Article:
India’s Gold Dilemma
By Kavita Patel
Nov. 25 – India’s voracious appetite for gold may be an obstacle to its economic growth. The subcontinent is the world’s leading consumer of gold but has almost no domestic supply. As rising income boosts demand, gold imports jumped from about 471 tons in 2001 to around 1,017 tons in 2012. Demand is inelastic as this precious metal plays an integral role in Indian culture; almost half of all purchases are used during weddings. Unfortunately, gold is an unproductive store of wealth. It deepens the current account deficit and slows capital investment, weakening the economy.
Inflows of the yellow metal have weighed on the country. In the past, almost 40 percent of India’s gold imports were processed by its skilled and inexpensive labor for subsequent export. This number has decreased to just 29 percent, and gold imports helped push the current account deficit to the US$87.8 billion it reached last financial year, an unmanageable 4.8 percent of GDP.
This left India even more vulnerable during fears of the U.S. Federal Reserve taper, sending investors out of emerging markets such as India and back to the U.S. This caused the rupee to fall around 15 percent.
Following the country’s worst financial environment in more than two decades, Finance Minister Palaniappan Chidambaram resolved to take action. This past July the central bank moved to require 20 percent of imported gold to be earmarked for export. Additionally, customs duties have increased gradually from four to 15 percent.
The government’s adjustments have not been easy for jewelers, who have had to grapple with an 85 percent decrease in gold supply and an increasing amount of gold being smuggled for illegal sale. Indian jewelers typically import raw gold and turn them into value-added products for both domestic and foreign consumption. During the 2012 fiscal year, the jewelry industry made up 14 percent of total merchandise exports. Recently, companies have begun increasing their gold exports, and have shifted more of their focus onto jewels.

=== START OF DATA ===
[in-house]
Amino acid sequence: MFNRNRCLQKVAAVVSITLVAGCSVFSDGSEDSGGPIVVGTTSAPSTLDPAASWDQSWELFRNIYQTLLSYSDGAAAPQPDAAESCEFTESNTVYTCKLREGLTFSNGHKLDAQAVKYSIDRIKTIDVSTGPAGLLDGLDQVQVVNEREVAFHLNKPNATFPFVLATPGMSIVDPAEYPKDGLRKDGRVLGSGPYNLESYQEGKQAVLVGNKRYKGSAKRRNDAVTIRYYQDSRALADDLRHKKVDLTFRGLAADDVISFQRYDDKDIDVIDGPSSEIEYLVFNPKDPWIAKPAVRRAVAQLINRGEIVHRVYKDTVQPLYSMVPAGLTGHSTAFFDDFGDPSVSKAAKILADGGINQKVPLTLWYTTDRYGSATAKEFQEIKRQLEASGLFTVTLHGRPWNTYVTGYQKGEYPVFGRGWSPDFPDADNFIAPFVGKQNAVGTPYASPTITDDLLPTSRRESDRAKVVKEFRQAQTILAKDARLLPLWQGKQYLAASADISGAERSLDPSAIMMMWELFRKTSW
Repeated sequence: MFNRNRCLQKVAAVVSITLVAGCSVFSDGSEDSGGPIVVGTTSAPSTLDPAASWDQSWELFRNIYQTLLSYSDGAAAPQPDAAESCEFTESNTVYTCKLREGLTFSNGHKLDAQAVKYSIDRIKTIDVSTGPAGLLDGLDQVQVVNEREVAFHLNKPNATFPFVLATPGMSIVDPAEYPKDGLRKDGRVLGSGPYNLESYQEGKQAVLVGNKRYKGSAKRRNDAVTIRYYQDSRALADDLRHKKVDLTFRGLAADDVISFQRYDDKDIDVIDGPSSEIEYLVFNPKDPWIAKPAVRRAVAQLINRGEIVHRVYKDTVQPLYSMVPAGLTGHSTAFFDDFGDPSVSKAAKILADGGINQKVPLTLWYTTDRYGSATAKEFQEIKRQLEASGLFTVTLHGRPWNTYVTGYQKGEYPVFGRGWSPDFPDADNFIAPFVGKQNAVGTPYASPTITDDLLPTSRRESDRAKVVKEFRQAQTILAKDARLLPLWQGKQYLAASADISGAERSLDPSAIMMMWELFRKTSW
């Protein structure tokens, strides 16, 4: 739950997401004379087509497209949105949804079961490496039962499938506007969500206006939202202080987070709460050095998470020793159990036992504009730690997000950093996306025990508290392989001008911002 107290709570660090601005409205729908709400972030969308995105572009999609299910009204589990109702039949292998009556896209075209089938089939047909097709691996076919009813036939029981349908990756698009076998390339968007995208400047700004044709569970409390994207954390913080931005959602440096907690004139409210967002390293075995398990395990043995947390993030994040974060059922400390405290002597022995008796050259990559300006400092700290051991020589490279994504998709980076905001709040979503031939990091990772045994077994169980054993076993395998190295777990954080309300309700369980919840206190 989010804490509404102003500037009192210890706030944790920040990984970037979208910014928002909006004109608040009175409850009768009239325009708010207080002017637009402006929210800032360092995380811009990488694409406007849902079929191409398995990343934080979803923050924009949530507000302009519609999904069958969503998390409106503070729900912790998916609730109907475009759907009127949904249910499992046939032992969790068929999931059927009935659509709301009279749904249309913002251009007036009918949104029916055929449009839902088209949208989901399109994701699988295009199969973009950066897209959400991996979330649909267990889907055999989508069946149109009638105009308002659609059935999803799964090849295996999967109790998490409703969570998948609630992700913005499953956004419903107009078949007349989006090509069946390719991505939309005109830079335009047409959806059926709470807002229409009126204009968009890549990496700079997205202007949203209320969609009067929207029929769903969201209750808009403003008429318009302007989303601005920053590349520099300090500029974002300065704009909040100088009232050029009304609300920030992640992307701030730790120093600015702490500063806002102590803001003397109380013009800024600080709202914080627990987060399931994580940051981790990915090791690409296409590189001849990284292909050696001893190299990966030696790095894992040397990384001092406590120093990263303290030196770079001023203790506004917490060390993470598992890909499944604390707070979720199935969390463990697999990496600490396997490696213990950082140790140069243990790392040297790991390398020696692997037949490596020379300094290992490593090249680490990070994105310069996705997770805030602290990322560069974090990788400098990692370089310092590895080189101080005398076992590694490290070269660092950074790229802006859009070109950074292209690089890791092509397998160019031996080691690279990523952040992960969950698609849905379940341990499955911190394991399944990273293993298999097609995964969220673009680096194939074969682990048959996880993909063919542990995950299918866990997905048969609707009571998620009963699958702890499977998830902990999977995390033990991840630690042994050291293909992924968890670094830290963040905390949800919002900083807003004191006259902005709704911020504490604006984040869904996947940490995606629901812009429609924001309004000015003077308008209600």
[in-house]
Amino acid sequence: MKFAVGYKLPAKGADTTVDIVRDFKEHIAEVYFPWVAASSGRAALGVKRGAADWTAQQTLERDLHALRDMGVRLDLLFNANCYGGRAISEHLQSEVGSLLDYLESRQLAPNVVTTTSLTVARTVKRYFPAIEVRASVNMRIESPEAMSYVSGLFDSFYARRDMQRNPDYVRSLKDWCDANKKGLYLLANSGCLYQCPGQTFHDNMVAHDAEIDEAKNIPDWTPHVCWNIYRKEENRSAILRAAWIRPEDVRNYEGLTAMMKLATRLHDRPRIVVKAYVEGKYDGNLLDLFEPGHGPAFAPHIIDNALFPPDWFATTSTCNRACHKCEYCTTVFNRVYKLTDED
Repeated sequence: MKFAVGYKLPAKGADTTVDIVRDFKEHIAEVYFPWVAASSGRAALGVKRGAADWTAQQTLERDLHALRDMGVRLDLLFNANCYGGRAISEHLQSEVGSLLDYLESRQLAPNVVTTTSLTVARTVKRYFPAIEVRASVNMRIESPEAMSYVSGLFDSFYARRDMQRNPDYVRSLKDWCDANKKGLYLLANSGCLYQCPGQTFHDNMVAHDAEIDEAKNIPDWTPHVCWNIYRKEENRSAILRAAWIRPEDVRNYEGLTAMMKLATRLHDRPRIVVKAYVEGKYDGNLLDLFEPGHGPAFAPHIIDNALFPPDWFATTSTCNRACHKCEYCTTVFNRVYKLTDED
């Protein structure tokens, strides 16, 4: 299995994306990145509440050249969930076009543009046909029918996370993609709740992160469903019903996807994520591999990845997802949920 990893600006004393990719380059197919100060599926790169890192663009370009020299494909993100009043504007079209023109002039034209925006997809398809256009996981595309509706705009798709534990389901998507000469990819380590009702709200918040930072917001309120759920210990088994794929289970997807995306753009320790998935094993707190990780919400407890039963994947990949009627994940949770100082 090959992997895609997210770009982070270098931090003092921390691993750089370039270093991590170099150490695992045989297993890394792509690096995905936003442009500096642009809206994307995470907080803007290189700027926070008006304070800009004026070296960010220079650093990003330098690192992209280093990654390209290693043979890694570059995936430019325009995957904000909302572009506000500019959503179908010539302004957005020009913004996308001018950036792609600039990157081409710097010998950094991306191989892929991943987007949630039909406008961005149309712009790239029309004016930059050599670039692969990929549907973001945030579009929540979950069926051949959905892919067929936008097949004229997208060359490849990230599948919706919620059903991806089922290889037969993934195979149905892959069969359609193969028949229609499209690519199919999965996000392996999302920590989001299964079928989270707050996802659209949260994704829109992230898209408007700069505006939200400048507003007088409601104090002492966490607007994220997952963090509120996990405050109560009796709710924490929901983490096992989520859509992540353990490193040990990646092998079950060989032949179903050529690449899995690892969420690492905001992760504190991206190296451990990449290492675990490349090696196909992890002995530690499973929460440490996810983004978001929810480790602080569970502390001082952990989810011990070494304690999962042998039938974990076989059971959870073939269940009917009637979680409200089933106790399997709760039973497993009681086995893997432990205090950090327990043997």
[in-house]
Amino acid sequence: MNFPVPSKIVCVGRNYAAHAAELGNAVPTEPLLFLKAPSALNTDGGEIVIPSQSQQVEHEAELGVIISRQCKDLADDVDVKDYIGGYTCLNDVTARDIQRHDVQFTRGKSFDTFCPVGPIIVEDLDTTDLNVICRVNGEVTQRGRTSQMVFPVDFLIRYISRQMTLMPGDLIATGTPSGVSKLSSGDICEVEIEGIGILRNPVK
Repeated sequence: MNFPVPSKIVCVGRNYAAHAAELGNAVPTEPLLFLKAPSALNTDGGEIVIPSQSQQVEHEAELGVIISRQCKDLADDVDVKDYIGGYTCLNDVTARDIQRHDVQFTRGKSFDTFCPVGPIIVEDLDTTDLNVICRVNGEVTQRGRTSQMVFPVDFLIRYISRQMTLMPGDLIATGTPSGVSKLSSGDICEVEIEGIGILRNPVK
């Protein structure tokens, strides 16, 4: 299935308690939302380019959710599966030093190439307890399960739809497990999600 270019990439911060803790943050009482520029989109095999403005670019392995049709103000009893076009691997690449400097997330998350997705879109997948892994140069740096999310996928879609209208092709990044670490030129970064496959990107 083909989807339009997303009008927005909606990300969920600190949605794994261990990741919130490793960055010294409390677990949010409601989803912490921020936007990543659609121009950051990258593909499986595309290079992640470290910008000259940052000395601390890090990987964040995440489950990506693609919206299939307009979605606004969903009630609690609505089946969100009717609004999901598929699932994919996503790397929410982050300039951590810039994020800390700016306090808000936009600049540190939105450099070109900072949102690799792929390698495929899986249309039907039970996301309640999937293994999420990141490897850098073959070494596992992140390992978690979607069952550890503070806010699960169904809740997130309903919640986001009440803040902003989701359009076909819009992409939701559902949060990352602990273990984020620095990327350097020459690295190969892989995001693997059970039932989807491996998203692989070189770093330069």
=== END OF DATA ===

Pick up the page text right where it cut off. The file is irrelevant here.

The gold policy seems to be working, at least temporarily, as imports decreased 74 percent year-on-year in August. In addition to implementing other policies such as new restrictions on outward direct investment by Indian entities, India has made strides in decreasing the current account deficit and recovering the ailing rupee. However, foreign investors have started to question the Reserve Bank of India (RBI), whose efforts to promote stability are hurt by ever-changing policies at a time when the currency needs credibility and predictability.
Another centuries-old role of gold in India is its use as savings and investment. Indians are storing their wealth in 20,000 tons of gold worth US$1.1 trillion rather than using it as capital investment. Indeed, 40 percent of people in India do not have a bank account.
Policy makers hope to change this behavior, and move investment into financial instruments. Finance Minister Chidambaram Palaniappan said in June, “if I have one wish which the people of India can fulfill, it is don’t buy gold.”
This has been difficult, as returns on gold in the past five years have far surpassed comparable investments such as bank deposits, and India’s financial system still has weaknesses.
The RBI has considered gold-backed financial products to cater to the entrenched gold culture while furthering the country’s financial development. If gold deposit schemes were established, gold owners could earn interest depositing their supply into banks, which could then be injected into the domestic market. This would reduce the demand for imports and stimulate investment flows.
Rising income and cultural norms have fueled India’s insatiable demand for gold, causing many of its financial woes. Asia’s third largest economy must find a way to change its people’s investment behavior to continue on its road of development.
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